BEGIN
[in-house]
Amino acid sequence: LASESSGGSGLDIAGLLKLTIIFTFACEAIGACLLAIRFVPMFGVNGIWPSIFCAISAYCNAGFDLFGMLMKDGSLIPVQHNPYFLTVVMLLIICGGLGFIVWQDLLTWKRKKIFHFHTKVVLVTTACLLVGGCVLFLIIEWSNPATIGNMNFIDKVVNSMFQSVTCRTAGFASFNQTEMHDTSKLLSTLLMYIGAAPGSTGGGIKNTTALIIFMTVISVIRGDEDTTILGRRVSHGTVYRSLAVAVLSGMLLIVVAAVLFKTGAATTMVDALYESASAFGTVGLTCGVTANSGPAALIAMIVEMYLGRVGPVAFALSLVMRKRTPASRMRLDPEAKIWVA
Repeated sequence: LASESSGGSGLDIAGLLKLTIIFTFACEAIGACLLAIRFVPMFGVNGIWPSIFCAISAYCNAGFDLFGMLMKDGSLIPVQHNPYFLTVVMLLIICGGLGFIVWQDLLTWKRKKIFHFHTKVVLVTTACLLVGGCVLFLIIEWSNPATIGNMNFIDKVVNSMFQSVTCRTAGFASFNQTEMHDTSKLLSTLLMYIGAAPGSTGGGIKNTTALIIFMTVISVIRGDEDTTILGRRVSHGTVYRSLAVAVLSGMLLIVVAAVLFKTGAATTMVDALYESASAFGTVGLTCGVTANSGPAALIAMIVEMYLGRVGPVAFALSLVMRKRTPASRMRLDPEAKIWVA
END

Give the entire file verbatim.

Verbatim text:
[in-house]
Amino acid sequence: LASESSGGSGLDIAGLLKLTIIFTFACEAIGACLLAIRFVPMFGVNGIWPSIFCAISAYCNAGFDLFGMLMKDGSLIPVQHNPYFLTVVMLLIICGGLGFIVWQDLLTWKRKKIFHFHTKVVLVTTACLLVGGCVLFLIIEWSNPATIGNMNFIDKVVNSMFQSVTCRTAGFASFNQTEMHDTSKLLSTLLMYIGAAPGSTGGGIKNTTALIIFMTVISVIRGDEDTTILGRRVSHGTVYRSLAVAVLSGMLLIVVAAVLFKTGAATTMVDALYESASAFGTVGLTCGVTANSGPAALIAMIVEMYLGRVGPVAFALSLVMRKRTPASRMRLDPEAKIWVA
Repeated sequence: LASESSGGSGLDIAGLLKLTIIFTFACEAIGACLLAIRFVPMFGVNGIWPSIFCAISAYCNAGFDLFGMLMKDGSLIPVQHNPYFLTVVMLLIICGGLGFIVWQDLLTWKRKKIFHFHTKVVLVTTACLLVGGCVLFLIIEWSNPATIGNMNFIDKVVNSMFQSVTCRTAGFASFNQTEMHDTSKLLSTLLMYIGAAPGSTGGGIKNTTALIIFMTVISVIRGDEDTTILGRRVSHGTVYRSLAVAVLSGMLLIVVAAVLFKTGAATTMVDALYESASAFGTVGLTCGVTANSGPAALIAMIVEMYLGRVGPVAFALSLVMRKRTPASRMRLDPEAKIWVA